Wait, you didn’t really think they’d win ‘em all?

The prospect of a 5-0 start — the Phillies’ first since 1915 — vanished in the seventh inning Tuesday night in a cloud of pitches out of the strike zone from starter-turned-long-reliever/perennial enigma Vince Velasquez. He walked four of five batters — all of whom scored — and the New York Mets stretched a one-run lead into an 8-4 victory at Citizens Bank Park.

Not even fireman reliever Brandon Kintzler was able to extinguish the match lit by Velasquez. And 24 hours after the Phillies rallied late against the Mets’ bullpen, an offense that has mostly snoozed for a week didn’t stir until it was too late. The white T-shirts that were turned into rally towels Monday night remained holstered by the announced crowd of 10,752.

“I take full blame of the whole situation,” Velasquez said. “This game could’ve been a closer deficit, and I take full responsibility for that. Three, four walks is not acceptable at all in this town. That’s totally unnecessary on my behalf.”

The Phillies scratched out 10 hits, only three for extra bases against Mets starter Marcus Stroman and three relievers. They went 1-for-11 with runners in scoring position. They have scored 18 runs in five games and are hitting .259 and slugging just .346.

But if Monday night’s game pivoted on Mets manager Luis Rojas’ decision to pull Jacob deGrom, the planet’s best pitcher, after 77 pitches, this one turned on Phillies manager Joe Girardi’s choice to turn to Velasquez in the sixth inning of a tight game.

Three relievers, including high-leverage options José Alvarado and Connor Brogdon, were unavailable because of their recent usage, according to Girardi. When he lifted starter Chase Anderson for a pinch-hitter in the fifth inning of a 2-1 game, it was going to be either Velasquez or David Hale. Girardi liked Velasquez better against the heart of the Mets’ order.

And Velasquez was electric in the sixth inning. He struck out Michael Conforto, Pete Alonso, and Dom Smith on 14 pitches. Girardi sent him back out for the seventh and was hoping to use him in the eighth, too.

But Velasquez walked leadoff batter Luis Guillorme in the seventh inning and lost all command while pitching out of the stretch. He walked the bases loaded and forced home a run by walking Brandon Nimmo. At one point, he threw 12 of 14 pitches out of the strike zone. When Girardi finally pulled him, he walked off the mound to boos.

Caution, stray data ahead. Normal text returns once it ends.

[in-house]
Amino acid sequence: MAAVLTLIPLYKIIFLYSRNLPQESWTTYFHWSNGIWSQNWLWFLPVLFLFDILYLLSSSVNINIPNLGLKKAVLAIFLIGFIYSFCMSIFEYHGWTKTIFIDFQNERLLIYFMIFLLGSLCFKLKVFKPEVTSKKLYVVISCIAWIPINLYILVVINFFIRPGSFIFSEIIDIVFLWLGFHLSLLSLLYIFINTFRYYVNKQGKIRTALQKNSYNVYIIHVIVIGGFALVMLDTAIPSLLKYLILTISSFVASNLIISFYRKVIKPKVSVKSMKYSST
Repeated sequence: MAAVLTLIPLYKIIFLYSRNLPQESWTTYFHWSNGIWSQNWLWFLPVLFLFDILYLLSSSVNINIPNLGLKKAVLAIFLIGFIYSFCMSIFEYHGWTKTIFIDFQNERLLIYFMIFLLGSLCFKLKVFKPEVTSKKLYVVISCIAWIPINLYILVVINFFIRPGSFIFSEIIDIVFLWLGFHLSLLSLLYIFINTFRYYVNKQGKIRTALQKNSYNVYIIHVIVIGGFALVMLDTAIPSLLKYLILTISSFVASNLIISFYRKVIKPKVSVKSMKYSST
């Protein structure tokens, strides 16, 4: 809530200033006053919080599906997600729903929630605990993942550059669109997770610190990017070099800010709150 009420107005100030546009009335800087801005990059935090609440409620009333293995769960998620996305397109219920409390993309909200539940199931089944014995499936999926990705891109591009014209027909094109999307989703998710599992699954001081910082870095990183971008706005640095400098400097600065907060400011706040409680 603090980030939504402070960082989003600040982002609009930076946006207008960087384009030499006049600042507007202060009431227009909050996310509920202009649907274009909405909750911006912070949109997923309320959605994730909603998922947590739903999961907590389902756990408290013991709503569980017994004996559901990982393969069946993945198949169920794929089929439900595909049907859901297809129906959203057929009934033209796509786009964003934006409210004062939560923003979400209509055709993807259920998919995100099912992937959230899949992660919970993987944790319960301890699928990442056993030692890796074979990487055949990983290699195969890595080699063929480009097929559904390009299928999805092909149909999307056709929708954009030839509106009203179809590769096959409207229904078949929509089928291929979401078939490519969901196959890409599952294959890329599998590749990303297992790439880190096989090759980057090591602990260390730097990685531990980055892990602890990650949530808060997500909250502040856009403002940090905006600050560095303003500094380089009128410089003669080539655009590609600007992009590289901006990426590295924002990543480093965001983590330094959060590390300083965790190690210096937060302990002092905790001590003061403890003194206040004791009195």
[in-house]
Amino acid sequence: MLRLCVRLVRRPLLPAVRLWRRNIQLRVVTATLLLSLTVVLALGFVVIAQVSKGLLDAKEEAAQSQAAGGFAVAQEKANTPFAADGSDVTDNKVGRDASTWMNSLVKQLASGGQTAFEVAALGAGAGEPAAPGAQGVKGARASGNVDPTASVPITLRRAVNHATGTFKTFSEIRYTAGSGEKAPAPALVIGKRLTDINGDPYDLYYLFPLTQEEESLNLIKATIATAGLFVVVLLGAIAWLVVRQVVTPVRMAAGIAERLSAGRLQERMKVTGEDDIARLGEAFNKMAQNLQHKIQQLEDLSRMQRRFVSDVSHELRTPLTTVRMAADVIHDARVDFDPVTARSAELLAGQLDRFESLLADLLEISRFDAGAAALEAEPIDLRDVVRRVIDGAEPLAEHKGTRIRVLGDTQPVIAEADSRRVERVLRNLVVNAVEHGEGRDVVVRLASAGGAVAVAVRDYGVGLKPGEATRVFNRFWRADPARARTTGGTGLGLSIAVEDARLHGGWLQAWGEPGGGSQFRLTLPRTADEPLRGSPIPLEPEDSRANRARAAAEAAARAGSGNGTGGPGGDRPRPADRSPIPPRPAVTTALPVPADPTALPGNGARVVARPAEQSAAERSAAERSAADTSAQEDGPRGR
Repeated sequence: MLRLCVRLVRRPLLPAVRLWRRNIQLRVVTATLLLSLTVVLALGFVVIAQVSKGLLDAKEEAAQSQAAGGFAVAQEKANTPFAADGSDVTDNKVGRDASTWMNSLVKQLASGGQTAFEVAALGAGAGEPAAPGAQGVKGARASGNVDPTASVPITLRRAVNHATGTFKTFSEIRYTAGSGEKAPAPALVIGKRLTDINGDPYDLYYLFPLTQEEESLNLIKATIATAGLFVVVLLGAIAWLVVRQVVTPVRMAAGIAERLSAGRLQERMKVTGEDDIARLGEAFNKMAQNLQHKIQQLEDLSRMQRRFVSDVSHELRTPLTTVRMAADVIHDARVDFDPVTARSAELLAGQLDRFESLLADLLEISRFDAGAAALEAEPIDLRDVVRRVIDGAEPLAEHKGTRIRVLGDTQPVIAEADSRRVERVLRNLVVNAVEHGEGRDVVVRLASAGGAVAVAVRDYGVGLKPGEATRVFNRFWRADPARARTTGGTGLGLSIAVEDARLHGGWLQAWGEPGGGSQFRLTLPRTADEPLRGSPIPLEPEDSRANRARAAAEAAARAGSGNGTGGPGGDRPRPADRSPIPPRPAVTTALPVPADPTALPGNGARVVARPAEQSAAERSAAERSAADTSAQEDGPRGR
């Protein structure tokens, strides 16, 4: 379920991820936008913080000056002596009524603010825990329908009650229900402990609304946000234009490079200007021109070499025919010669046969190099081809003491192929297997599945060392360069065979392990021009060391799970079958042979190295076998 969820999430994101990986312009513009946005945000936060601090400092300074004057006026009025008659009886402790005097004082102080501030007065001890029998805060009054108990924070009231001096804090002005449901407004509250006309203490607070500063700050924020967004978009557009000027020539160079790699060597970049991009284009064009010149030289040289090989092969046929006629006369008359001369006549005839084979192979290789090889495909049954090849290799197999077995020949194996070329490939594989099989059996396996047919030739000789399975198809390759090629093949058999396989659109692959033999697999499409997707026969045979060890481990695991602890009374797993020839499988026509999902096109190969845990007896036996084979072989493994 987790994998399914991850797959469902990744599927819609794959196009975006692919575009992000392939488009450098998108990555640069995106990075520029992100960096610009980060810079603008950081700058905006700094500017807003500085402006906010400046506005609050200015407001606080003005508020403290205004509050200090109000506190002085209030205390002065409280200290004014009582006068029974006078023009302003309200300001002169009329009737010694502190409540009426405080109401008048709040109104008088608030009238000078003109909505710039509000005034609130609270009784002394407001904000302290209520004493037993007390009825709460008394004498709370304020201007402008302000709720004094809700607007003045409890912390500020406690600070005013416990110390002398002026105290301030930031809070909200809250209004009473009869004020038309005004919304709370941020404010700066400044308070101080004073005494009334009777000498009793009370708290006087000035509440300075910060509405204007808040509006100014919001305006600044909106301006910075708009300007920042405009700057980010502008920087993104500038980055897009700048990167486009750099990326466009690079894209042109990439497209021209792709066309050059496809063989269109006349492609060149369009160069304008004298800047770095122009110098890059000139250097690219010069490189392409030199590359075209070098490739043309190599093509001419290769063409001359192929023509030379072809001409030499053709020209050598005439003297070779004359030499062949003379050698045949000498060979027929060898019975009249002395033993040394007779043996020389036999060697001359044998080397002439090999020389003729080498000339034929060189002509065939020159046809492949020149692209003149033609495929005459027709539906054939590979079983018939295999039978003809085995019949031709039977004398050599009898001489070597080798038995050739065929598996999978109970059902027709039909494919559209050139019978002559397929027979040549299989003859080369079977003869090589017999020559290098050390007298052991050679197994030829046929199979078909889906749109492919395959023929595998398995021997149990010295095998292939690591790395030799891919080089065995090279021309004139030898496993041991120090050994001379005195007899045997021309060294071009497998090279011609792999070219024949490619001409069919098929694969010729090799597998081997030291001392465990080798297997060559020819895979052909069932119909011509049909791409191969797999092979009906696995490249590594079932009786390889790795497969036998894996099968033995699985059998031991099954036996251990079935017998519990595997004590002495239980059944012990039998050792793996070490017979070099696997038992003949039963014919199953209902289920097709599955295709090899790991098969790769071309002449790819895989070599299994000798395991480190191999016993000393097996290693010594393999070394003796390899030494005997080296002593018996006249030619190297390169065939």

“As soon as I got out of my windup phase and went back in the stretch, the whole plan of attack just collapsed,” Velasquez said. “That’s kind of where I need to clean it up. I started aiming, started cutting the ball a little bit. I just need to go back and sharpen up some things on my behalf.”

Whatever the case, it left Girardi scratching his head.

“It’s hard to explain,” he said.

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Actually, the two innings were a snapshot of Velasquez’s six-year Phillies career, which may not have continued this season if the organization had more rotation depth in triple A.

For a second consecutive game, Girardi summoned Kintzler to hold a two-run deficit with the bases loaded and one out. But after getting a clutch double play in the fourth inning Monday night, Kintzler gave up a sacrifice fly and an RBI double.

The Mets padded the lead in the ninth on Alonso’s two-run homer against Hale.

Anderson — the third Chase to play for the Phillies, following d’Arnaud and some guy named Utley — breezed through a 15-pitch first inning, overcame Alonso’s leadoff double in the second, and stranded a runner in the third.

Everything was going well, in other words, when Anderson walked Alonso to open the fourth inning, then threw a high-and-outside fastball in a 1-1 count to Smith. Somehow, the lefty-hitting Smith got his barrel on the ball and hit it the other way into the left-field seats for a two-run home run.

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Velasquez isn’t in the rotation, but the Phillies also want to keep his arm stretched out for when they inevitably will need a sixth starter because of either an injury or ineffectiveness. And with horses Aaron Nola and Zack Wheeler and emerging Zach Eflin leading the rotation, opportunities are hard to come by for a $4 million long man who can’t be sent to the minors without giving consent.

“It’s a hard role to manage,” Girardi said before the game. “Because when you need him, you need him, and you don’t want the guy to throw a bunch of pitches [in the bullpen] the day before. That’s the problem. It’s a tricky situation.”

In time, maybe the Phillies will still decide to move on from Velasquez, who surely could benefit from a change of scenery. But they would have to feel comfortable with another internal option as a long man/No. 6 starter (Ramón Rosso or Adonis Medina?) or find one outside the organization.

For now, Girardi’s solution was to bring in Velasquez behind Anderson. After what happened, does it give him pause to do that again in a close game?

“No, it doesn’t,” Girardi said. “We’re going to need Vinny. We’re going to need all these guys to contribute.”